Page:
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A letter to the network

Dear Lutheran Ecumenical and Inter-Religious Representatives Network,

Greetings to you in this season of Advent. In the spirit of preparation, we are writing to bring to your attention a forthcoming inter-religious resource, and to enlist your help in launching an ELCA-wide conversation on inter-religious relations in 2016 and beyond.

We live and work in an increasingly multi-ethnic and inter-religious context. In our daily encounter with diversity, what are the theological and practical challenges we face? What from our Lutheran tradition is instructive for understanding our inter-religious calling and living out our commitments? In short, what does it mean to be Lutheran in a multi-religious world?

In late 2012, the ELCA Consultative Panels on Lutheran-Jewish and Lutheran-Muslim Relations undertook an inter-religious case studies project to explore these questions. A call for submissions went out inviting real-life cases of inter-religious engagement in ELCA ministry contexts. Over 50 case studies were received and woven together with historical analysis, practical tips, and theological reflection, culminating in a book project that will be published by Lutheran University Press in early spring 2016: Engaging Others, Knowing Ourselves: A Lutheran Calling in a Multi-Religious World.

This book will be a contribution toward the 500th observance of the Reformation, and a resource for ELCA-wide study, dialogue, and reflection. This will serve as a foundation for a process to be led by Presiding Bishop Eaton in the coming years to develop an ELCA vision statement on inter-religious relations, as a compliment to “Ecumenism: The Vision of the Evangelical Lutheran Church in America” (1991). At their recent meetings, the ELCA Conference of Bishops and Church Council have been made aware of this project and the longer-term trajectory toward a statement.

At this time, we invite you to provide leadership in your synods and regions in launching this ELCA-wide conversation on inter-religious relations. Over the next few weeks, Ecumenical and Inter-Religious Relations staff, in partnership with the book’s authors, will be preparing a workshop template based on key questions and ideas in the book. This template will be adaptable for use at synod assemblies, convocations, theological conferences, rostered and lay leader gatherings, and other educational settings in 2016 and beyond. The workshop template and other resources will be sent directly to you, and also to the Conference of Bishops, by year-end. They will also be posted at,, and on the LEIRN blog.

In the meantime, we encourage you on behalf of the Office of the Presiding Bishop and the LEIRN Board to contact your synodical bishops and staff, your Synod Assembly Planning Teams, ELCA college and seminary leaders, and others in your synods and regions to make yourself available to lead workshops in 2016 and beyond, or to support this work in other ways.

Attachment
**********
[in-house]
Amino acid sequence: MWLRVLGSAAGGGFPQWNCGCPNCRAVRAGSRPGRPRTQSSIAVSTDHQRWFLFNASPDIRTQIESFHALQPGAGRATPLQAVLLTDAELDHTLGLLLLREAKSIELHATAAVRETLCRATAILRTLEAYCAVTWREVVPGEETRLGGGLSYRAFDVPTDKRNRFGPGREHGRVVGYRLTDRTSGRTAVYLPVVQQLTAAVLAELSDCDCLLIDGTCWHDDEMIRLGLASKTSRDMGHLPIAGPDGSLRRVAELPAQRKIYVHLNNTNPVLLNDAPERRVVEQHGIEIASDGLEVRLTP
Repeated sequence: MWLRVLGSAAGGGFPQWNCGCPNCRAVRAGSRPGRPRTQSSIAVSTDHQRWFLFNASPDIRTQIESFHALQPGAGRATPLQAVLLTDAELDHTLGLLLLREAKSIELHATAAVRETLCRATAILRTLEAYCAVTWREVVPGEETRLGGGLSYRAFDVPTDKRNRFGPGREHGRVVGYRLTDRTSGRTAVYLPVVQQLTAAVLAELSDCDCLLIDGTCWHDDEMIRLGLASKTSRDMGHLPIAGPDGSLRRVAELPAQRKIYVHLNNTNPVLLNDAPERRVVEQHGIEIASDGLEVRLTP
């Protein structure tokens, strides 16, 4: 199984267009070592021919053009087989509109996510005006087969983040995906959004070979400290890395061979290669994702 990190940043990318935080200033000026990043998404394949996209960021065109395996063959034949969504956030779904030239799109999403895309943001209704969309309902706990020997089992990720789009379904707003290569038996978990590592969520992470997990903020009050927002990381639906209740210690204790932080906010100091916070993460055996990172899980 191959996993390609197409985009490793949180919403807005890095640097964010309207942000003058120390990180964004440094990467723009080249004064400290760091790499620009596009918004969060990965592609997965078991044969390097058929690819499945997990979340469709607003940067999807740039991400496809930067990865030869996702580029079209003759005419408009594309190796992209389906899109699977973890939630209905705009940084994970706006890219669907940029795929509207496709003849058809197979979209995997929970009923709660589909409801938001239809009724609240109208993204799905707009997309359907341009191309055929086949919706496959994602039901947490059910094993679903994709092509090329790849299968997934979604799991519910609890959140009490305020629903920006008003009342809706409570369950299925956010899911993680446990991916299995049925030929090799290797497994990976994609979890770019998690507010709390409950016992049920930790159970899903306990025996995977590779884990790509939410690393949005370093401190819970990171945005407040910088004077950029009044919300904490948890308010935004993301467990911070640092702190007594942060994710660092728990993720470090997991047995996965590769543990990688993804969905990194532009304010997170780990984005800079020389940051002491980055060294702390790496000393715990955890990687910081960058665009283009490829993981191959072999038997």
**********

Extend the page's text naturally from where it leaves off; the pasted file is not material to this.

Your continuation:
At the same time, you might also volunteer to support similar work around the Declaration on the Way. We are pleased to report that in October the ELCA Conference of Bishops unanimously affirmed the 32 Statements of Agreement, followed shortly thereafter by a unanimous affirmation of the USCCB Committee on Ecumenical and Interreligious Affairs. Earlier this month, the ELCA Church Council accepted the 32 Statements of Agreement, and forwarded them to the Churchwide Assembly:

  • for reception of the 32 Statements of Agreement, acknowledging that “receiving these agreements recognizes that there are no longer church dividing issues with respect to these Statements…” (Declaration on the Way); and 

  • for commending to the ELCA the Declaration on the Way; From Conflict to Communion; and the Joint Declaration on the Doctrine of Justification as resources for the common life of the church as we approach 2017 and beyond. 

You will receive more information and resources about this in the coming months. You can download the full text at

We give thanks to God for you, and for this network that can be activated to build bridges of Christian unity and inter-religious understanding. Your work in your own contexts, and together across this church, is instrumental for living out our common calling in these complex yet encouraging times. Peace be with you as we prepare for the birth of the One who unites and sustains us as sisters and brothers in Christ, and as children of God with all of our neighbors.

In hope,

Kathryn M. Lohre
Assistant to the Presiding Bishop and Executive, Ecumenical and Inter-Religious Relations

Rev. Chris Olkiewicz
President, Lutheran Ecumenical and Inter-Religious Representatives Network

Engaging Others, Knowing Ourselves: A Lutheran Calling in a Multi-Religious World

Foreword - Elizabeth Eaton
Preface - Esther Menn and Peg Schultz-Akerson 
Introduction - Darrell Jodock
Chapter 1 - Mark Swanson
New Realities, New Thinking Since 1990
Chapter 2 - Carol Schersten LaHurd
Guidelines for Interacting in the Real World
Chapter 3 - Jonathan Brockopp
Exploring the Uncomfortable Questions: The Experience of Inter-Religious Work
Chapter 4 - J. Paul Rajashekar
Our God and Their God: A Relational Theology of Religious Plurality 
Conclusion - Darrell Jodock


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